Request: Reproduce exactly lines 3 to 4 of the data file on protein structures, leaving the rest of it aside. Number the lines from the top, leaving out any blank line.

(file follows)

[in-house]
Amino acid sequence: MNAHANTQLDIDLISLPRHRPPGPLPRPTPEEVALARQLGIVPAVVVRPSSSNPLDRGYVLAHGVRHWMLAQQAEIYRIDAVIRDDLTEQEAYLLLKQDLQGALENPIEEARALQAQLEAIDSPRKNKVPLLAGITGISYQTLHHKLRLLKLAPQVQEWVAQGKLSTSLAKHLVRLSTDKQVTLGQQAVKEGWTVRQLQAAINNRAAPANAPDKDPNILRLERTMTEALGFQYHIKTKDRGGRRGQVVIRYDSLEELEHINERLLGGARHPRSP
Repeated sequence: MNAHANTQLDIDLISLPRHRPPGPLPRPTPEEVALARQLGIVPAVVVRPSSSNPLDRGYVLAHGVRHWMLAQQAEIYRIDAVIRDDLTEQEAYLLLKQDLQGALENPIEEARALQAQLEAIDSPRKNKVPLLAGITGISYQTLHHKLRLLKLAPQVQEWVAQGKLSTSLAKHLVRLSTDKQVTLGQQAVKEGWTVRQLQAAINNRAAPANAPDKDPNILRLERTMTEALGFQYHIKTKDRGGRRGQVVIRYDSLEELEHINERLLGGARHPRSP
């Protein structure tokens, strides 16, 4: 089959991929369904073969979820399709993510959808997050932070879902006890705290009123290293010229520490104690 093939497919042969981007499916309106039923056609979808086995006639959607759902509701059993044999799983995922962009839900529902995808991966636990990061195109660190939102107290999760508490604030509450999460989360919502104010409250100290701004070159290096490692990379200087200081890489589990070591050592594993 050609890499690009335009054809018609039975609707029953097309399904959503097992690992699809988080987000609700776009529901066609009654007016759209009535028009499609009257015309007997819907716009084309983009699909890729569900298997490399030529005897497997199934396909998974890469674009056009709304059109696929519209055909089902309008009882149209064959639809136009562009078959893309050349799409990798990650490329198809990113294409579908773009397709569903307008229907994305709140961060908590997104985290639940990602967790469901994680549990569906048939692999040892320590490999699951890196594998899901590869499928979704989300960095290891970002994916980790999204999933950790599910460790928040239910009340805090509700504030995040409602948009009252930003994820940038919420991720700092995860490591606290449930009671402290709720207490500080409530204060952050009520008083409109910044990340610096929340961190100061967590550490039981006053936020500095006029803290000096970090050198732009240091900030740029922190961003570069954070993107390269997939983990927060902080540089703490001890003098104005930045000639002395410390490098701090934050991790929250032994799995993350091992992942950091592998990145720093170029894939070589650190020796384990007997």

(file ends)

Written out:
Repeated sequence: MNAHANTQLDIDLISLPRHRPPGPLPRPTPEEVALARQLGIVPAVVVRPSSSNPLDRGYVLAHGVRHWMLAQQAEIYRIDAVIRDDLTEQEAYLLLKQDLQGALENPIEEARALQAQLEAIDSPRKNKVPLLAGITGISYQTLHHKLRLLKLAPQVQEWVAQGKLSTSLAKHLVRLSTDKQVTLGQQAVKEGWTVRQLQAAINNRAAPANAPDKDPNILRLERTMTEALGFQYHIKTKDRGGRRGQVVIRYDSLEELEHINERLLGGARHPRSP
């Protein structure tokens, strides 16, 4: 089959991929369904073969979820399709993510959808997050932070879902006890705290009123290293010229520490104690 093939497919042969981007499916309106039923056609979808086995006639959607759902509701059993044999799983995922962009839900529902995808991966636990990061195109660190939102107290999760508490604030509450999460989360919502104010409250100290701004070159290096490692990379200087200081890489589990070591050592594993 050609890499690009335009054809018609039975609707029953097309399904959503097992690992699809988080987000609700776009529901066609009654007016759209009535028009499609009257015309007997819907716009084309983009699909890729569900298997490399030529005897497997199934396909998974890469674009056009709304059109696929519209055909089902309008009882149209064959639809136009562009078959893309050349799409990798990650490329198809990113294409579908773009397709569903307008229907994305709140961060908590997104985290639940990602967790469901994680549990569906048939692999040892320590490999699951890196594998899901590869499928979704989300960095290891970002994916980790999204999933950790599910460790928040239910009340805090509700504030995040409602948009009252930003994820940038919420991720700092995860490591606290449930009671402290709720207490500080409530204060952050009520008083409109910044990340610096929340961190100061967590550490039981006053936020500095006029803290000096970090050198732009240091900030740029922190961003570069954070993107390269997939983990927060902080540089703490001890003098104005930045000639002395410390490098701090934050991790929250032994799995993350091992992942950091592998990145720093170029894939070589650190020796384990007997």